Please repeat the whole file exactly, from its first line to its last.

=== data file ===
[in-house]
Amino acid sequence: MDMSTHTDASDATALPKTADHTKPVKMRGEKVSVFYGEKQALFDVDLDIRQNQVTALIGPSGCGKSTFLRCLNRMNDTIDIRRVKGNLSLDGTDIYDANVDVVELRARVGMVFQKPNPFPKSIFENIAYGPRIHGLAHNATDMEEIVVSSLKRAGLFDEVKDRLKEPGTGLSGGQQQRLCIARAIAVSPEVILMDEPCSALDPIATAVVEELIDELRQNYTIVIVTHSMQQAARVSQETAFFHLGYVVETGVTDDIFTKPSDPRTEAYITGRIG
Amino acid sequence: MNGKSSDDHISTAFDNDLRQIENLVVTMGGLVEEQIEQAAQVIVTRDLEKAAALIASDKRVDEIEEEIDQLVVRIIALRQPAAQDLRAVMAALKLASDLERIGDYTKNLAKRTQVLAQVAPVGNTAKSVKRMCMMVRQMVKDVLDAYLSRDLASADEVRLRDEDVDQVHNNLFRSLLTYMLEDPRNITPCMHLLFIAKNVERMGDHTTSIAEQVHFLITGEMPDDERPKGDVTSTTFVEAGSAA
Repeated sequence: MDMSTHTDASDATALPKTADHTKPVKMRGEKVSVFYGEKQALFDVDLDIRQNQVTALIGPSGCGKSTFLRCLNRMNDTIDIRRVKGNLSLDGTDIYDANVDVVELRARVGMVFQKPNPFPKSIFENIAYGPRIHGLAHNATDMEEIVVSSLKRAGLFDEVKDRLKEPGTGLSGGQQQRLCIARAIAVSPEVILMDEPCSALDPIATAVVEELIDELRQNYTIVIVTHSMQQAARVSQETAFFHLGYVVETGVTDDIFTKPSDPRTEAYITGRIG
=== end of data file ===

[in-house]
Amino acid sequence: MDMSTHTDASDATALPKTADHTKPVKMRGEKVSVFYGEKQALFDVDLDIRQNQVTALIGPSGCGKSTFLRCLNRMNDTIDIRRVKGNLSLDGTDIYDANVDVVELRARVGMVFQKPNPFPKSIFENIAYGPRIHGLAHNATDMEEIVVSSLKRAGLFDEVKDRLKEPGTGLSGGQQQRLCIARAIAVSPEVILMDEPCSALDPIATAVVEELIDELRQNYTIVIVTHSMQQAARVSQETAFFHLGYVVETGVTDDIFTKPSDPRTEAYITGRIG
Amino acid sequence: MNGKSSDDHISTAFDNDLRQIENLVVTMGGLVEEQIEQAAQVIVTRDLEKAAALIASDKRVDEIEEEIDQLVVRIIALRQPAAQDLRAVMAALKLASDLERIGDYTKNLAKRTQVLAQVAPVGNTAKSVKRMCMMVRQMVKDVLDAYLSRDLASADEVRLRDEDVDQVHNNLFRSLLTYMLEDPRNITPCMHLLFIAKNVERMGDHTTSIAEQVHFLITGEMPDDERPKGDVTSTTFVEAGSAA
Repeated sequence: MDMSTHTDASDATALPKTADHTKPVKMRGEKVSVFYGEKQALFDVDLDIRQNQVTALIGPSGCGKSTFLRCLNRMNDTIDIRRVKGNLSLDGTDIYDANVDVVELRARVGMVFQKPNPFPKSIFENIAYGPRIHGLAHNATDMEEIVVSSLKRAGLFDEVKDRLKEPGTGLSGGQQQRLCIARAIAVSPEVILMDEPCSALDPIATAVVEELIDELRQNYTIVIVTHSMQQAARVSQETAFFHLGYVVETGVTDDIFTKPSDPRTEAYITGRIG